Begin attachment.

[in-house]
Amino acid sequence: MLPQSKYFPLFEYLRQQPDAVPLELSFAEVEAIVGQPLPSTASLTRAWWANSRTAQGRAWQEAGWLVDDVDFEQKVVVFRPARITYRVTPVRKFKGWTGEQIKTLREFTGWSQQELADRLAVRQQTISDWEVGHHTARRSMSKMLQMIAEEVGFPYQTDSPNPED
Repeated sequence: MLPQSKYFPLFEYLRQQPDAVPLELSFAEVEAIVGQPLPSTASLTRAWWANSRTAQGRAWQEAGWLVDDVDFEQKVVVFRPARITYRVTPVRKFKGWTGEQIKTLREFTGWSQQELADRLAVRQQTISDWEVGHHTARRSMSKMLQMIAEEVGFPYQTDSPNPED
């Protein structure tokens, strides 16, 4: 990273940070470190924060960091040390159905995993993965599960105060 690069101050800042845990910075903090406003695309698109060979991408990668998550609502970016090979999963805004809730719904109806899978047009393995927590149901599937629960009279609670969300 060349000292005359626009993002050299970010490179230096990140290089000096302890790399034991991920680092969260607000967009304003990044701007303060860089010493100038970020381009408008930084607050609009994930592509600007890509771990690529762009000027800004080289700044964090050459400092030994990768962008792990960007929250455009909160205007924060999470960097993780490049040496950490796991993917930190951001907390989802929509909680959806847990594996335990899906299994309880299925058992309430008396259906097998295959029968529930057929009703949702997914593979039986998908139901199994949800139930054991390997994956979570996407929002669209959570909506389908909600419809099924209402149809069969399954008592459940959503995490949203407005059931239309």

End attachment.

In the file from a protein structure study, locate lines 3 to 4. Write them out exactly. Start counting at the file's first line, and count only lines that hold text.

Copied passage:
Repeated sequence: MLPQSKYFPLFEYLRQQPDAVPLELSFAEVEAIVGQPLPSTASLTRAWWANSRTAQGRAWQEAGWLVDDVDFEQKVVVFRPARITYRVTPVRKFKGWTGEQIKTLREFTGWSQQELADRLAVRQQTISDWEVGHHTARRSMSKMLQMIAEEVGFPYQTDSPNPED
């Protein structure tokens, strides 16, 4: 990273940070470190924060960091040390159905995993993965599960105060 690069101050800042845990910075903090406003695309698109060979991408990668998550609502970016090979999963805004809730719904109806899978047009393995927590149901599937629960009279609670969300 060349000292005359626009993002050299970010490179230096990140290089000096302890790399034991991920680092969260607000967009304003990044701007303060860089010493100038970020381009408008930084607050609009994930592509600007890509771990690529762009000027800004080289700044964090050459400092030994990768962008792990960007929250455009909160205007924060999470960097993780490049040496950490796991993917930190951001907390989802929509909680959806847990594996335990899906299994309880299925058992309430008396259906097998295959029968529930057929009703949702997914593979039986998908139901199994949800139930054991390997994956979570996407929002669209959570909506389908909600419809099924209402149809069969399954008592459940959503995490949203407005059931239309």